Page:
By VITTORIA BENZINE, May 2023
When I read in January that MGMT would dedicate their first live show in four years to redux-ing Oracular Spectacular at L.A.’s indie sleaze-fest Just Like Heaven, it’d been five years since the last time I’d seen them live. My first time was at The Mann Center on their 2010 Congratulations tour. That was maybe the only time I’d seen them play “Kids.” During it, the band walked out on barricades separating GA from the rest of us. I wailed and grasped at Andrew Vanywyngarden’s pant leg. He grimaced down at my orthodontic contortions in sheer horror. I was 15 at the time.
What’s the catch, I wondered, regarding Oracular Spectacular’s purported rebirth. Others have laid out the lore — MGMT made their hits as experiments, and railed against their fame. One friend and I waited out back for an hour after a 2012 show at the SteelStacks with a handful of other acolytes. MGMT drove past us in their hatchback. In that era where celebrities bared it all, I learned boundaries the hard way with MGMT. Or I would have, if I didn’t take such experiences as challenges. I just learned to be Machiavellian instead, in true terminally cool bloghouse style.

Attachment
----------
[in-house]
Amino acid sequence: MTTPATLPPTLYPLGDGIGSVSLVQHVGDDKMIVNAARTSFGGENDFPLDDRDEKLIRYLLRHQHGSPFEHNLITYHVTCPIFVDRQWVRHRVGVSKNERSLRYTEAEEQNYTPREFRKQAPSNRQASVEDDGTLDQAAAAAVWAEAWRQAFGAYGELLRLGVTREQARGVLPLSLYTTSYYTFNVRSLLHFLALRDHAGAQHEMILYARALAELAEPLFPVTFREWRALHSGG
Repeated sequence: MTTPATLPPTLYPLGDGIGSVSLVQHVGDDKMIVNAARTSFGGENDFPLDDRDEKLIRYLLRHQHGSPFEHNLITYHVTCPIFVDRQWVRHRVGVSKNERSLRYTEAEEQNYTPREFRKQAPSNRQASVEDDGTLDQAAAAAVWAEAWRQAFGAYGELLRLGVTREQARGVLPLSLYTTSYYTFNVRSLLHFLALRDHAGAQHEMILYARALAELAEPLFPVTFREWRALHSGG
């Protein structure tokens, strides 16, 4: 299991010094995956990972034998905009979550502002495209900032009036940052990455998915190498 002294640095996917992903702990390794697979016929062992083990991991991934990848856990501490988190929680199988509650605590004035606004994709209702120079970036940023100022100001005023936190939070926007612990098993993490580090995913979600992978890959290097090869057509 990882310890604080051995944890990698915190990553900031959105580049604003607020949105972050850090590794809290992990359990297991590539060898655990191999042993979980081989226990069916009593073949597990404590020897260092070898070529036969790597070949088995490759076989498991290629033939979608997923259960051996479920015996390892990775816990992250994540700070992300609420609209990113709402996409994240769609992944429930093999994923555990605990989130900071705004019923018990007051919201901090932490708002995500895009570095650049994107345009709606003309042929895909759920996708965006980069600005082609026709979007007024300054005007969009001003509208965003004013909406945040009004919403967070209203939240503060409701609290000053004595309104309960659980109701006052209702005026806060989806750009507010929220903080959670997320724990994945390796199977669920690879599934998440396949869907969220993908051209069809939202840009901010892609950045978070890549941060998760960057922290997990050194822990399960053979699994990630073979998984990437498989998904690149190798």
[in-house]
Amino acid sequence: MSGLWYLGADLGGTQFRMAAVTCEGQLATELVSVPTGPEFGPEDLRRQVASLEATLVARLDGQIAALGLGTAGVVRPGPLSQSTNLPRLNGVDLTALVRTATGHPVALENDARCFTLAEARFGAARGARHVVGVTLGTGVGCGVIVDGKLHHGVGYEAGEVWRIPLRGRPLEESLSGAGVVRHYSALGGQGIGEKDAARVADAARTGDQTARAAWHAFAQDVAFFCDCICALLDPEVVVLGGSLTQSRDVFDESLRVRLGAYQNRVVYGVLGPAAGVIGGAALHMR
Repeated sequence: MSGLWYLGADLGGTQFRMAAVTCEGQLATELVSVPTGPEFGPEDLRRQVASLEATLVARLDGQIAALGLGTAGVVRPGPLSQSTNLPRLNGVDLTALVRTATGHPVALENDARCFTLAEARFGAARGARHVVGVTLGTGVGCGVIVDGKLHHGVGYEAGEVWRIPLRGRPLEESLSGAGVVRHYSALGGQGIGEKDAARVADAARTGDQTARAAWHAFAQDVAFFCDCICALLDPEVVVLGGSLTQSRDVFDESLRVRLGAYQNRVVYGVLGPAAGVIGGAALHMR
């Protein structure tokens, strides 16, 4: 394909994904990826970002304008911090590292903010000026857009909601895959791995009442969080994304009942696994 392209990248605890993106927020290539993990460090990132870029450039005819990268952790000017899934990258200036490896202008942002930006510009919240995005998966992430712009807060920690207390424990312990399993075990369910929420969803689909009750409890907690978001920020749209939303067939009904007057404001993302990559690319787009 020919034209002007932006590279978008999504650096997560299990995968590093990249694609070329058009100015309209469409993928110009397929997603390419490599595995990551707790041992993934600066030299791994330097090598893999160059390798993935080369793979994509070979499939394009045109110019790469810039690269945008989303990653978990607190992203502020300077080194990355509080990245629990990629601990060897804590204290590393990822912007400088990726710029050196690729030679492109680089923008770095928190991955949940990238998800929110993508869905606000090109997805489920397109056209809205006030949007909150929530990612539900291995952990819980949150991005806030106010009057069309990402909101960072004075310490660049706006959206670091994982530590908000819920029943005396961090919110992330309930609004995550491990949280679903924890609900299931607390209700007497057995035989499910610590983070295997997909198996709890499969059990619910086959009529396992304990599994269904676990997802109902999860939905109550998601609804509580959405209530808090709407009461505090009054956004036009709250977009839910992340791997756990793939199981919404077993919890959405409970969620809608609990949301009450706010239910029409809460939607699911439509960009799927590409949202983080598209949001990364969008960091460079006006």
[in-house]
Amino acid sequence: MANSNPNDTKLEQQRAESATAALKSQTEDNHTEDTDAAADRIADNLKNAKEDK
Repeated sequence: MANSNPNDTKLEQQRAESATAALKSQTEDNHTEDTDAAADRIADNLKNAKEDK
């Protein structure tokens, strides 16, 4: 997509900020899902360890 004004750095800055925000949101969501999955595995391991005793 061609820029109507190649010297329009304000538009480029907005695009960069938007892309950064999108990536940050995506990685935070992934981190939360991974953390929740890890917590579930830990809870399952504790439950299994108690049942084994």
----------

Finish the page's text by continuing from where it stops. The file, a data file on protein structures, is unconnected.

No matter that Just Like Heaven fell smack in the middle of two art fair weeks in NYC — this music is the underlying reason I write, and sometimes the art world makes me want to drink. I got my ticket in April and realized it would mark my first fest in 4.5 years of California sobriety.
As an angsty teen I fell for MGMT’s moody, abstract lyrics. Paired with mystic backbeats, their songs still offer a timeless canvas for my inner ravages. Their music taught me how to feel, write — it stays the same, but I change. Every album has offered solace since, from mega-sagas like “Siberian Breaks” to “Little Dark Age” — first the single that accompanied my alcoholism’s death rattle in 2017, then “One Thing Left to Try” off the album, my favorite from first counting days.